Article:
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The wise and gifted teacher-physician earns our gratitude by undertaking the gargantuan task of recording his ideas and experience. Professor Hibbard has undertaken this task, but, unfortunately, his book is so flawed that it strengthens the belief that specialties as broad as obstetrics are better served by multiauthored textbooks in this information-laden age. Ideas and practices from across the Atlantic Ocean often show a sensible practicality, but so many variations from American standards of practice are advocated in this textbook that the novice obstetrician in the United States should beware of it.
Some examples of numerous controversial statements and omissions follow. In a list of indications for "antenatal cardiotocography," postmaturity is not included (p 132). In fact, there is no index heading for postmaturity at all. This subject is dealt with, in passing, under "failing placental function" (pp 439 and 440), but no practical guidelines are given, and the importance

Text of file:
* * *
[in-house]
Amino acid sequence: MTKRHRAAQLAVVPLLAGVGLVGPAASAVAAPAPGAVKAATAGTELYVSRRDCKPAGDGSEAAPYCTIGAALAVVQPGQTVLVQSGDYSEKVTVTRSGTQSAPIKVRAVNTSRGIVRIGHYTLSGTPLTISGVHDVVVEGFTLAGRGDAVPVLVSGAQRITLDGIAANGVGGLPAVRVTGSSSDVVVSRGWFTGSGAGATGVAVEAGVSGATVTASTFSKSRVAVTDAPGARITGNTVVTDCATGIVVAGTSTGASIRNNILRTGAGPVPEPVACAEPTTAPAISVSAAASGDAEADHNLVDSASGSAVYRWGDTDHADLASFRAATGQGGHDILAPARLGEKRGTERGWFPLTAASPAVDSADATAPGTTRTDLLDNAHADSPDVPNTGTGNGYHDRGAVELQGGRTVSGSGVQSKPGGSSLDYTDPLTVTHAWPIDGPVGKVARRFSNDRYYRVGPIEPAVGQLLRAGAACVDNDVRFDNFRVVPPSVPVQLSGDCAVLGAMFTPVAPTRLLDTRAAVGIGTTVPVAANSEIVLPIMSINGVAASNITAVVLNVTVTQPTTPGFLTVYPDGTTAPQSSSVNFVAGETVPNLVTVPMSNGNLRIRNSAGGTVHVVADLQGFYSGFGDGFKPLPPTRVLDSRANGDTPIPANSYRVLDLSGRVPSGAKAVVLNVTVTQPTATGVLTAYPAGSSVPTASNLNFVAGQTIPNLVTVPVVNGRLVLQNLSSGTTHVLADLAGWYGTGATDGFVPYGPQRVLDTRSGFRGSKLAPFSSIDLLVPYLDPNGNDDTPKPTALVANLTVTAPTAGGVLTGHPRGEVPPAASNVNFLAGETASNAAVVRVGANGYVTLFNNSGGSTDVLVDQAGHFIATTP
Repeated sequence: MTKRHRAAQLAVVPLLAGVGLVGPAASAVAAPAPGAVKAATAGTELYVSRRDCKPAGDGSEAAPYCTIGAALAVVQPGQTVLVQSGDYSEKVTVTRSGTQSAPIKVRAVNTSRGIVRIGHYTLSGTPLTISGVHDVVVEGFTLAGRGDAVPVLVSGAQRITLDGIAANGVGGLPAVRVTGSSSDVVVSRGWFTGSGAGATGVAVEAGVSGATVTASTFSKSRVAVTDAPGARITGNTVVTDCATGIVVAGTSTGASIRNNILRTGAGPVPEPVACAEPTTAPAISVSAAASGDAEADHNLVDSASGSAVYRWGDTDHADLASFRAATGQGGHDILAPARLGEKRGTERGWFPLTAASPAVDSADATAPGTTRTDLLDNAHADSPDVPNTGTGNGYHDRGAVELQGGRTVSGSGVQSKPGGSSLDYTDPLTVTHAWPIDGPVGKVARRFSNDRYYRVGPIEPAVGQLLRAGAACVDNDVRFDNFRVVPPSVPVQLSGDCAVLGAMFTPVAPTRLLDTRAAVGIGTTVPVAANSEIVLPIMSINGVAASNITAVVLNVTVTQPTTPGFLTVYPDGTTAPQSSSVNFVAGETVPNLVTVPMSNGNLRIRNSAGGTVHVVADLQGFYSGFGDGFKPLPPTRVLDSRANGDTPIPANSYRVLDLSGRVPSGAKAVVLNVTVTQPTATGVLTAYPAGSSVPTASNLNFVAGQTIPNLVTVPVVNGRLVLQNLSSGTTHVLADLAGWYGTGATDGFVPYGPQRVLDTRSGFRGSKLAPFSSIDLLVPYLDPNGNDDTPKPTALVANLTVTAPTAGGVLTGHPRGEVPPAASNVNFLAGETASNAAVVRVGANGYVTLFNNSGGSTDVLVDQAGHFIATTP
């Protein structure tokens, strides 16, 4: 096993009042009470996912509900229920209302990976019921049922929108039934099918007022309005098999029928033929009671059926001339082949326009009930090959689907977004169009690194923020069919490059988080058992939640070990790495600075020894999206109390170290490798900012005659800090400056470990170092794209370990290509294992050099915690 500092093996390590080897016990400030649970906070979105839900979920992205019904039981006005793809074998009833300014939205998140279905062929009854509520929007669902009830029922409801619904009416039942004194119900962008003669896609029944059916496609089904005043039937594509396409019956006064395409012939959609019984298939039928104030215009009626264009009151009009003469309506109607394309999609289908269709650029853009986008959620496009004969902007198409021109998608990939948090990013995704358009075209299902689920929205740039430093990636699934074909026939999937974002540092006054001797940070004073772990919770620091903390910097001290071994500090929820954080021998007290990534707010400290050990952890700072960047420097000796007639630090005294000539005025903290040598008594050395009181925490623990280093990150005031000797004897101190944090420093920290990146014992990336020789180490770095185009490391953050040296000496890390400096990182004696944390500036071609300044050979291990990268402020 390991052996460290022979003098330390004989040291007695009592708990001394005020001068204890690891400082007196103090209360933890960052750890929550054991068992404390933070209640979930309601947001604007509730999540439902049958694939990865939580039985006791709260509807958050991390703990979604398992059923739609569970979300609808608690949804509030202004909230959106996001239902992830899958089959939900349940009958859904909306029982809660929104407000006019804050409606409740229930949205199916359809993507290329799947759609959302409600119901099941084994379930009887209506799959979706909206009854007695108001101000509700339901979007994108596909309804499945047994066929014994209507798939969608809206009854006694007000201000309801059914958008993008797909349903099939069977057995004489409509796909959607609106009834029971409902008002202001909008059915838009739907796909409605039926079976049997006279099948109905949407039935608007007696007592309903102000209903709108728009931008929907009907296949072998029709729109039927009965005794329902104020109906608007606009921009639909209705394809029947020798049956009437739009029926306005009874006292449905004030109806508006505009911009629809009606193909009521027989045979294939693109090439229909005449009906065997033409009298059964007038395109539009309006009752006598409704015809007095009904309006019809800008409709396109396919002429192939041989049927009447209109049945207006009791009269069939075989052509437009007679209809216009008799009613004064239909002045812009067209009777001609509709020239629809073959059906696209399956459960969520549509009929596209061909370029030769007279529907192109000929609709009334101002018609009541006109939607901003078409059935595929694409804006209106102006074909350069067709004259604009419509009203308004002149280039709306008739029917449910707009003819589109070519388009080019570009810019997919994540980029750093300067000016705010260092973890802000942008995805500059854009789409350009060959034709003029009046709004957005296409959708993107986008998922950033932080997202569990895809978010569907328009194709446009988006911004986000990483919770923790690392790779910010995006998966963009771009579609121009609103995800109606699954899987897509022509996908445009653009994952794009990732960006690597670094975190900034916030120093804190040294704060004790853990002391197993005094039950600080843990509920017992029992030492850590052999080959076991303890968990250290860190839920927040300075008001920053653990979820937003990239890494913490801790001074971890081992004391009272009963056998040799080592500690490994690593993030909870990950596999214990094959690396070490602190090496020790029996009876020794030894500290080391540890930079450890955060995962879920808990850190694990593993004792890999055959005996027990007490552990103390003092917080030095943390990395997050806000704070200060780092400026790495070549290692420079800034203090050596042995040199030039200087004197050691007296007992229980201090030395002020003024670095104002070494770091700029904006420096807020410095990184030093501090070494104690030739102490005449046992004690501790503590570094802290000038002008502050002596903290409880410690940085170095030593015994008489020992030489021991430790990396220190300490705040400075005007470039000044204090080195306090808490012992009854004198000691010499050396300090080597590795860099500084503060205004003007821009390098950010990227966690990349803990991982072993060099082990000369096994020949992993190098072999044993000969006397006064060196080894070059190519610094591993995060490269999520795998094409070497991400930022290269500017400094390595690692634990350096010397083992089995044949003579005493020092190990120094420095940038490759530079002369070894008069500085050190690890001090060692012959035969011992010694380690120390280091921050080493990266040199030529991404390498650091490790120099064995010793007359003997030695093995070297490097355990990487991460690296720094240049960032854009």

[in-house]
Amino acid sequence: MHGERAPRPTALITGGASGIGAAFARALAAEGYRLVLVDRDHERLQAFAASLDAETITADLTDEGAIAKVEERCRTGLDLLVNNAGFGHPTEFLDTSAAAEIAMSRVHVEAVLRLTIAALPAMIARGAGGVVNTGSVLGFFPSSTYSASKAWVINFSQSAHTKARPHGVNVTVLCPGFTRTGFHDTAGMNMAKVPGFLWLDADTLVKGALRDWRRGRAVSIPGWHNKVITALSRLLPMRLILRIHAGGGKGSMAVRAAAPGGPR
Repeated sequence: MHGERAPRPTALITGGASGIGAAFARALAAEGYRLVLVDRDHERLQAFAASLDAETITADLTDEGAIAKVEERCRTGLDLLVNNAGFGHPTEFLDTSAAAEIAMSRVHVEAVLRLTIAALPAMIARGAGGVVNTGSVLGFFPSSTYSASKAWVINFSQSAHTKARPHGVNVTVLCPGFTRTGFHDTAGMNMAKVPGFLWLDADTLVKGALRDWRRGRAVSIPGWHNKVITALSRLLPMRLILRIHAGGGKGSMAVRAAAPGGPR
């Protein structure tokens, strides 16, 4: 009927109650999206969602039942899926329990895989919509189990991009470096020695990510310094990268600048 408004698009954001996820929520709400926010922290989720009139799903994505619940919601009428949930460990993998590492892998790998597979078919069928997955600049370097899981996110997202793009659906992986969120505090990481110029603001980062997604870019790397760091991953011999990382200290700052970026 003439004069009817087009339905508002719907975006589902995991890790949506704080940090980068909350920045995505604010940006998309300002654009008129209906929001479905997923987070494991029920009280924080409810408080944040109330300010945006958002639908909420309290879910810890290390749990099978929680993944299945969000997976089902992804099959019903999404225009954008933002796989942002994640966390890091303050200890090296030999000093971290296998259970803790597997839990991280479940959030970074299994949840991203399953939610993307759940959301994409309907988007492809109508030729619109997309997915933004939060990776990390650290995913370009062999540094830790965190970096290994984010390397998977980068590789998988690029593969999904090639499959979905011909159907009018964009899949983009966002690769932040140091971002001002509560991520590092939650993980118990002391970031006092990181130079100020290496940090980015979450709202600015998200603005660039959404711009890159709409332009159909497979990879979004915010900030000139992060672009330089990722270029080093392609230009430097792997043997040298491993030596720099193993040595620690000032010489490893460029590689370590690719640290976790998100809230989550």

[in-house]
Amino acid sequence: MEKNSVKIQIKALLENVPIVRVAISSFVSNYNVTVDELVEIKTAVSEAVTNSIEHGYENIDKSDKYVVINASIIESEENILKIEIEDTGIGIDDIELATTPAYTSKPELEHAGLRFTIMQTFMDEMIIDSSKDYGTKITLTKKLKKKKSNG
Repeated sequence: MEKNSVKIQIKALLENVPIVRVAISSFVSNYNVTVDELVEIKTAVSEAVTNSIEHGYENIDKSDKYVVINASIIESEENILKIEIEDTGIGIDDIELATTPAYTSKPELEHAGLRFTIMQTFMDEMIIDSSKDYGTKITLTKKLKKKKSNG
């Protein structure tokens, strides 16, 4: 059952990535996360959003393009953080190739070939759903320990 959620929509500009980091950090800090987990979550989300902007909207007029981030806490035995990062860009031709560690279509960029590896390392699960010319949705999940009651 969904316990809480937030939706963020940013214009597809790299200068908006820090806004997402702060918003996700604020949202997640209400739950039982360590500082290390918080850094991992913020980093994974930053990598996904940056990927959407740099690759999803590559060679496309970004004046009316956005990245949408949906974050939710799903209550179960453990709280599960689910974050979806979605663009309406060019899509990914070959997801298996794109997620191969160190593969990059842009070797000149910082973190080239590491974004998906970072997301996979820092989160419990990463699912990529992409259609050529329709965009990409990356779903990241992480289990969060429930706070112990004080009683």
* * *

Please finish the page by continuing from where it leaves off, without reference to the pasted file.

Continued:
Schewitz LJ. Principles of Obstetrics. JAMA. 1989;262(1):105–106. doi:10.1001/jama.1989.03430010117047
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